Edge-Side Rendering

Edge-Side Rendering (ESR) is a powerful feature introduced in Nuxt 3 that allows the rendering of your Nuxt application closer to your users via edge servers of a Content Delivery Network (CDN). By leveraging ESR, you can ensure improved performance and reduced latency, thereby providing an enhanced user experience.

With ESR, the rendering process is pushed to the 'edge' of the network - the CDN's edge servers. Note that ESR is more a deployment target than an actual rendering mode.

When a request for a page is made, instead of going all the way to the original server, it's intercepted by the nearest edge server. This server generates the HTML for the page and sends it back to the user. This process minimizes the physical distance the data has to travel, reducing latency and loading the page faster.

Edge-side rendering is possible thanks to Nitro, the server engine that powers Nuxt 3. It offers cross-platform support for Node.js, Deno, Cloudflare Workers, and more.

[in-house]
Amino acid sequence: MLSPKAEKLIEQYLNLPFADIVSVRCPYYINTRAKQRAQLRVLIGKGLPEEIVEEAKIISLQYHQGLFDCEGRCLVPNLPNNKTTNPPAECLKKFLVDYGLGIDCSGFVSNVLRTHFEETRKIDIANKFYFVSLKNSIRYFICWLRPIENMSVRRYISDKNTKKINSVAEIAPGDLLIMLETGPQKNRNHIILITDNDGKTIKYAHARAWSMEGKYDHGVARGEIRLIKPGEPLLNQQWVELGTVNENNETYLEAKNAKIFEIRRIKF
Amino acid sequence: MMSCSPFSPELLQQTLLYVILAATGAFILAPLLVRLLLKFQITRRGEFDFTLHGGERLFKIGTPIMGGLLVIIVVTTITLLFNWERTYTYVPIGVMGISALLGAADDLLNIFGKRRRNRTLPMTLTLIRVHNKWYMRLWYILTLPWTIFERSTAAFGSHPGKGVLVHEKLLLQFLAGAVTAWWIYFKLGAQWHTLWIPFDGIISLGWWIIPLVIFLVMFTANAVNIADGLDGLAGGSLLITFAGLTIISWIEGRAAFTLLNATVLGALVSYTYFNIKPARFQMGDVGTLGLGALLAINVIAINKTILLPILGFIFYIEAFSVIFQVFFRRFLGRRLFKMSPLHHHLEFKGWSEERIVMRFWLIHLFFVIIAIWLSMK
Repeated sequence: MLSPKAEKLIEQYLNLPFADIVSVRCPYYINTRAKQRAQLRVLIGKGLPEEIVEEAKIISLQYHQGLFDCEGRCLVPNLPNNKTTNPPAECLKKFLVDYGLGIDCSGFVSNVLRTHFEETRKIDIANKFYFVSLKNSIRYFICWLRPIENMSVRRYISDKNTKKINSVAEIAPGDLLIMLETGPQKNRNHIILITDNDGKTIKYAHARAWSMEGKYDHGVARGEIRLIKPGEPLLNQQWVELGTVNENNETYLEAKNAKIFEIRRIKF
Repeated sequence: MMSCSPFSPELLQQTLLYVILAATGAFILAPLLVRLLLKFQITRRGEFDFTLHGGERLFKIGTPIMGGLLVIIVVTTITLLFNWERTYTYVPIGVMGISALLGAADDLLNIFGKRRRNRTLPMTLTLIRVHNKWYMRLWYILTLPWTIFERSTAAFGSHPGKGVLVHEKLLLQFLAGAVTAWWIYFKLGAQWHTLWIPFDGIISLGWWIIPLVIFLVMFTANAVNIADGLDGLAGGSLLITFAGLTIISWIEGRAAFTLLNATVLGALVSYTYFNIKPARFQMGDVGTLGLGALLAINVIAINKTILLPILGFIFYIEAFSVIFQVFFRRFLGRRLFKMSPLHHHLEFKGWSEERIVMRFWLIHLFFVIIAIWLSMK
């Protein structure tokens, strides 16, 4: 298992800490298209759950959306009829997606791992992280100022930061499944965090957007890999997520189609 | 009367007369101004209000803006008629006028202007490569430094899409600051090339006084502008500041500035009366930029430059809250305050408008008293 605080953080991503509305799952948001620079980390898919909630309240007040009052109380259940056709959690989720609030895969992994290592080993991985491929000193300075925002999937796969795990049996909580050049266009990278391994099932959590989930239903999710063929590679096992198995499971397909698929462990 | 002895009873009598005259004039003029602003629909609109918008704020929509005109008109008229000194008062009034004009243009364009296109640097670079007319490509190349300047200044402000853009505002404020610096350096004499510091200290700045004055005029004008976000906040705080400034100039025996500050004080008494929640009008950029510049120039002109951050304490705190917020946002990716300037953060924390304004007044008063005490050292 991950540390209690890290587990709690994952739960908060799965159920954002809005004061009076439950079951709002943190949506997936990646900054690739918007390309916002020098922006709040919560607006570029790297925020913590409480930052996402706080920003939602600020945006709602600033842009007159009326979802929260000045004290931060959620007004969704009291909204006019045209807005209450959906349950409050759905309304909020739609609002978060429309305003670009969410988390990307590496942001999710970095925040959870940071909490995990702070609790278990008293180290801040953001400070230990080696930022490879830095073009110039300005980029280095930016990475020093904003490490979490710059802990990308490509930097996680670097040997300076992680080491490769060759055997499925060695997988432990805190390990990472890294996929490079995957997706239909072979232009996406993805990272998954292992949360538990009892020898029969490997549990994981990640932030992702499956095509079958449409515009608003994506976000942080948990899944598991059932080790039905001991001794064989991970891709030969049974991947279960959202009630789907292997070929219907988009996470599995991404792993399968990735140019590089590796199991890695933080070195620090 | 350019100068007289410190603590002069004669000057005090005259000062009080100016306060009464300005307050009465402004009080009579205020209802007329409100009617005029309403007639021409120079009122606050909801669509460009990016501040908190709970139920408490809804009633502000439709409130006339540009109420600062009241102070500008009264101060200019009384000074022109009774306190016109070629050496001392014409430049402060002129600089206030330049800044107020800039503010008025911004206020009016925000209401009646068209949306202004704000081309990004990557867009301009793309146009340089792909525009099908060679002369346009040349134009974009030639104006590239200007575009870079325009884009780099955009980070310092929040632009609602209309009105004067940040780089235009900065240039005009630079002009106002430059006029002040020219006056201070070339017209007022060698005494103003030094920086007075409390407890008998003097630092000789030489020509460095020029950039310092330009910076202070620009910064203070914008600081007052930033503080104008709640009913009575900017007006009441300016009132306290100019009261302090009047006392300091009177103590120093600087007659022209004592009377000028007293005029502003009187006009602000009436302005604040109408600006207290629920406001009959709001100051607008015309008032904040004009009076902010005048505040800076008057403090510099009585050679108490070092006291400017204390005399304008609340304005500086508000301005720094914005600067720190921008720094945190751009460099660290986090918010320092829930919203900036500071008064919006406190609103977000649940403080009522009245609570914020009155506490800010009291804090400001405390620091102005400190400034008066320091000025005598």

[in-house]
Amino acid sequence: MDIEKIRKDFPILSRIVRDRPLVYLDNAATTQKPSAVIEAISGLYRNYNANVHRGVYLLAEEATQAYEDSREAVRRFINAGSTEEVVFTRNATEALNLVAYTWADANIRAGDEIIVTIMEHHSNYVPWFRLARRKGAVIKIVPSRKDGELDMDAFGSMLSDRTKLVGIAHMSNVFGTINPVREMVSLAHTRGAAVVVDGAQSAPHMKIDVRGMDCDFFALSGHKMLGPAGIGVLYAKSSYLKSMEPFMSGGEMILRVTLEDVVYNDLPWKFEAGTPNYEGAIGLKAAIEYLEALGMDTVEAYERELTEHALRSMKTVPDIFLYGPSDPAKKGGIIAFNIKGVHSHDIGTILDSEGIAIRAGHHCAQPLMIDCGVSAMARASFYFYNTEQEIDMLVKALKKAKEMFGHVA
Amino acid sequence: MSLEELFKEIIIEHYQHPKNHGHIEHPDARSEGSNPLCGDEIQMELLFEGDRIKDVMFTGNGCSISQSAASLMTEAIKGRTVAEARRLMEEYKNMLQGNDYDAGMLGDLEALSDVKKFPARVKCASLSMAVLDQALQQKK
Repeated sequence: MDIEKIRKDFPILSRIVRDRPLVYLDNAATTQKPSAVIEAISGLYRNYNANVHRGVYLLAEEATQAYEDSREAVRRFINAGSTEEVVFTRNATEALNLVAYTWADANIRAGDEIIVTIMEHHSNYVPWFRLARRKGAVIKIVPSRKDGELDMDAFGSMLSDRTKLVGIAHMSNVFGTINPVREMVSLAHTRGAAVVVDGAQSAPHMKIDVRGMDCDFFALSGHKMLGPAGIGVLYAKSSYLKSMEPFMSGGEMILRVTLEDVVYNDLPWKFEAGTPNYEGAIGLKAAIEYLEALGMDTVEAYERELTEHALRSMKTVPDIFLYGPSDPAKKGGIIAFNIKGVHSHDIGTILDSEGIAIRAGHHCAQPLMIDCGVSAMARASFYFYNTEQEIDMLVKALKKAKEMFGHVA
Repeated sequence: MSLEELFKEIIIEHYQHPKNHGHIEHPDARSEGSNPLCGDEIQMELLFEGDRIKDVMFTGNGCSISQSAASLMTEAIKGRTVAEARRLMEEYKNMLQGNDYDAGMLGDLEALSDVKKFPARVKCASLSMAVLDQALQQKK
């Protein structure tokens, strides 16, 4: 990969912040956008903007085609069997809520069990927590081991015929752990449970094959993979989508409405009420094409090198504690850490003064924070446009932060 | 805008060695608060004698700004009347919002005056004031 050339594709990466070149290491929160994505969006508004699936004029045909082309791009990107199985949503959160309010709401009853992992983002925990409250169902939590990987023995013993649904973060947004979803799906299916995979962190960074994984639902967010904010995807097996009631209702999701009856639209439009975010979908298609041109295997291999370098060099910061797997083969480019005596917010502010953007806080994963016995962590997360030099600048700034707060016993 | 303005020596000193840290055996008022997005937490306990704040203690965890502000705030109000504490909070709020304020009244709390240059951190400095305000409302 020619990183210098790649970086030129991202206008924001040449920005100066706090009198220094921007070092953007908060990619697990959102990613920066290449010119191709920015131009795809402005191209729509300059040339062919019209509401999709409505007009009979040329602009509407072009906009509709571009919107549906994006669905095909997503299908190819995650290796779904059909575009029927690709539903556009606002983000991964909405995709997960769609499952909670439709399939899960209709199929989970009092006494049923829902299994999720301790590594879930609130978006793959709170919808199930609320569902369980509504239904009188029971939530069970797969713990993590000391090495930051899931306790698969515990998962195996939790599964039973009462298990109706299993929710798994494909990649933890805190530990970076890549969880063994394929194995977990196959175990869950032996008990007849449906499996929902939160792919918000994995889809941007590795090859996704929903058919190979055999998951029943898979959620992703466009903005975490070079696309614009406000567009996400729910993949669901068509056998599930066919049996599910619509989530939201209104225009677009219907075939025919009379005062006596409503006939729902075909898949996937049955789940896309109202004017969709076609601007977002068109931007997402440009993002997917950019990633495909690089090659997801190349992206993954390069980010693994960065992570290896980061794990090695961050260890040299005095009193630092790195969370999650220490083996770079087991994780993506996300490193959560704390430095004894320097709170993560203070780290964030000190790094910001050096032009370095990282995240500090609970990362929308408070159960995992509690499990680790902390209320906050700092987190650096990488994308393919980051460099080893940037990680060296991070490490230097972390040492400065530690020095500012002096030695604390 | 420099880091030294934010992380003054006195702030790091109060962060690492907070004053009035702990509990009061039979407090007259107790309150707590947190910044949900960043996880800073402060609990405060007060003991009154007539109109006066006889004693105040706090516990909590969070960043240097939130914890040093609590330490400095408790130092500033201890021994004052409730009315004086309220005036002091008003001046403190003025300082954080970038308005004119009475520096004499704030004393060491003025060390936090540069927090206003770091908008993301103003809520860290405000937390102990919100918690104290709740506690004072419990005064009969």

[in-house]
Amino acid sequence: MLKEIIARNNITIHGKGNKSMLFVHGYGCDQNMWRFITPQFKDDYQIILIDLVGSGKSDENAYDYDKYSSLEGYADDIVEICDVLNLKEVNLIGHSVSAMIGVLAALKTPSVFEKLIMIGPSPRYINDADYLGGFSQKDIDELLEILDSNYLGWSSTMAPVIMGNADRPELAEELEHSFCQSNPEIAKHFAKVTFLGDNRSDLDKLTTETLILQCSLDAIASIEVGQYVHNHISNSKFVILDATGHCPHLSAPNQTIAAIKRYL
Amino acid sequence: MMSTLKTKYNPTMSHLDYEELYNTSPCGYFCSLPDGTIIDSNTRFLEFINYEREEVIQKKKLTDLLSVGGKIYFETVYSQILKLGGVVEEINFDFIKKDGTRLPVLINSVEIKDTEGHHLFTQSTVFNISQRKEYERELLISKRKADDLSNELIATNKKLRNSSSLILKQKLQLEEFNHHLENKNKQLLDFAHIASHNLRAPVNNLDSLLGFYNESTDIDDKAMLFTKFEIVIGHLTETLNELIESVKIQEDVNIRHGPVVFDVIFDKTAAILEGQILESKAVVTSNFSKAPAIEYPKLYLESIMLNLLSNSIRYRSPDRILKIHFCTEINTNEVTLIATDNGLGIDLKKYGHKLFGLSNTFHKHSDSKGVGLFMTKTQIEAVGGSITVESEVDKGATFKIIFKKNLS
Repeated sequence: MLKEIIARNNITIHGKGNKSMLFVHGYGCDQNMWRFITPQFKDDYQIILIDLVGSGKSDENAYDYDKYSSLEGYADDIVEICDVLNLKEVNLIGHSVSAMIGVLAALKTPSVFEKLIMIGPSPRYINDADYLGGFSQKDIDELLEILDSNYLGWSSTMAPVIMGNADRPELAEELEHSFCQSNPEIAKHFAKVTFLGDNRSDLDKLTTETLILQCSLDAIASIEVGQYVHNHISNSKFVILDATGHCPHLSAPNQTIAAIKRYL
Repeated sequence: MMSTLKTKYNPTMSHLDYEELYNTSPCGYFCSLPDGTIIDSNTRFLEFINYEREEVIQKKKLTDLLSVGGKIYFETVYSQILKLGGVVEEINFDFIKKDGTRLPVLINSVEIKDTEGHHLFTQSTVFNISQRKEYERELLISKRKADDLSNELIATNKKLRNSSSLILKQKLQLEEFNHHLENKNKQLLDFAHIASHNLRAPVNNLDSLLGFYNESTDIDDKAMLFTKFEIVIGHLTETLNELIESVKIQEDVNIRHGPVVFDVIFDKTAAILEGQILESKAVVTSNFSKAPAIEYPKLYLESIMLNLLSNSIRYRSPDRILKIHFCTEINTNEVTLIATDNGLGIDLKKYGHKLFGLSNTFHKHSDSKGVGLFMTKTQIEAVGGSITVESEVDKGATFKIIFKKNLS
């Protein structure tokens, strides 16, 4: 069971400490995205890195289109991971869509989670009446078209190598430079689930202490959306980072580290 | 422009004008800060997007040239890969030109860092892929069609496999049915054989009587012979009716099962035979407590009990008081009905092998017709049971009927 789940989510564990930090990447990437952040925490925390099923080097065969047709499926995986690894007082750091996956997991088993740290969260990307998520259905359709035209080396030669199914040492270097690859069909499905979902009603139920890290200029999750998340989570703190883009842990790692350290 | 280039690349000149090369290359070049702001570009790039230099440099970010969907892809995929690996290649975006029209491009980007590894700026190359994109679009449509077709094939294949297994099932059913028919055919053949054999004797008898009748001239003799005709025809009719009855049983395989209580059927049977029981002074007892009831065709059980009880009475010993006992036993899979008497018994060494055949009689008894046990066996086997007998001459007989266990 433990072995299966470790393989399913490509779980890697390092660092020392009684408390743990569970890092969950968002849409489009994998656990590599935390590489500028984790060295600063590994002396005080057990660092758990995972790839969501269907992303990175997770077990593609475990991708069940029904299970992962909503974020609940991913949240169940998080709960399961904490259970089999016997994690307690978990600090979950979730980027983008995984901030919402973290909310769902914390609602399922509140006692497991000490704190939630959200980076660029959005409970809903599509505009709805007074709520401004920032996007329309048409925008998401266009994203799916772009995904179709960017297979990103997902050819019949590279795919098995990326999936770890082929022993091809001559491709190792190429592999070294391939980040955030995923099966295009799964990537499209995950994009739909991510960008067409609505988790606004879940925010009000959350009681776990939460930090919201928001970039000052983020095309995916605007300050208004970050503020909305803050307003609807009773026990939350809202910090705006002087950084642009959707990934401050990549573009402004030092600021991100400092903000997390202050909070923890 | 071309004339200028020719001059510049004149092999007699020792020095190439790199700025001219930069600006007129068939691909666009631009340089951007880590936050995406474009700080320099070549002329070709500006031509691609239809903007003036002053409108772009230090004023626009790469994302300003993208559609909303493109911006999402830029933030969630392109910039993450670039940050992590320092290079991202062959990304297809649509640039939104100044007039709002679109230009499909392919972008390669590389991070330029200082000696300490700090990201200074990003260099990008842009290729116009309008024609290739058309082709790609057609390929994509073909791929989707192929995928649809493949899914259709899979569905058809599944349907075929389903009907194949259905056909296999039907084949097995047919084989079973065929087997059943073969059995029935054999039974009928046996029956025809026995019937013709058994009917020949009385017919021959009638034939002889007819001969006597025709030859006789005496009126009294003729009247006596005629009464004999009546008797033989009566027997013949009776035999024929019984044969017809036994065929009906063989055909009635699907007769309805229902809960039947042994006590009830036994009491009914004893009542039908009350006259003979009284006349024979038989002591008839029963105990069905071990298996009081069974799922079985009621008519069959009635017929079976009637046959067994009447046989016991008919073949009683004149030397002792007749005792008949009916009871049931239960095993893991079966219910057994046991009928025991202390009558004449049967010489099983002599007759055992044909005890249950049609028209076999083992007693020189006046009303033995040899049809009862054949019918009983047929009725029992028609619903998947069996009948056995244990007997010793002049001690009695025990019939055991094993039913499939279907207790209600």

The current platforms where you can leverage ESR are:

  • Cloudflare Pages with zero configuration using the git integration and the nuxt build command
  • Lagon using the NITRO_PRESET=lagon npx nuxt build command
  • Vercel Edge Functions using the nuxt build command and NITRO_PRESET=vercel-edge environment variable
  • Netlify Edge Functions using the nuxt build command and NITRO_PRESET=netlify-edge environment variable

Note that Hybrid Rendering can be used when using Edge-Side Rendering with route rules.

You can explore open source examples deployed on some of the platform mentioned above:

  • Nuxt Todos Edge: A todos application with user authentication, SSR and SQLite.
  • Atinotes: An editable website with universal rendering.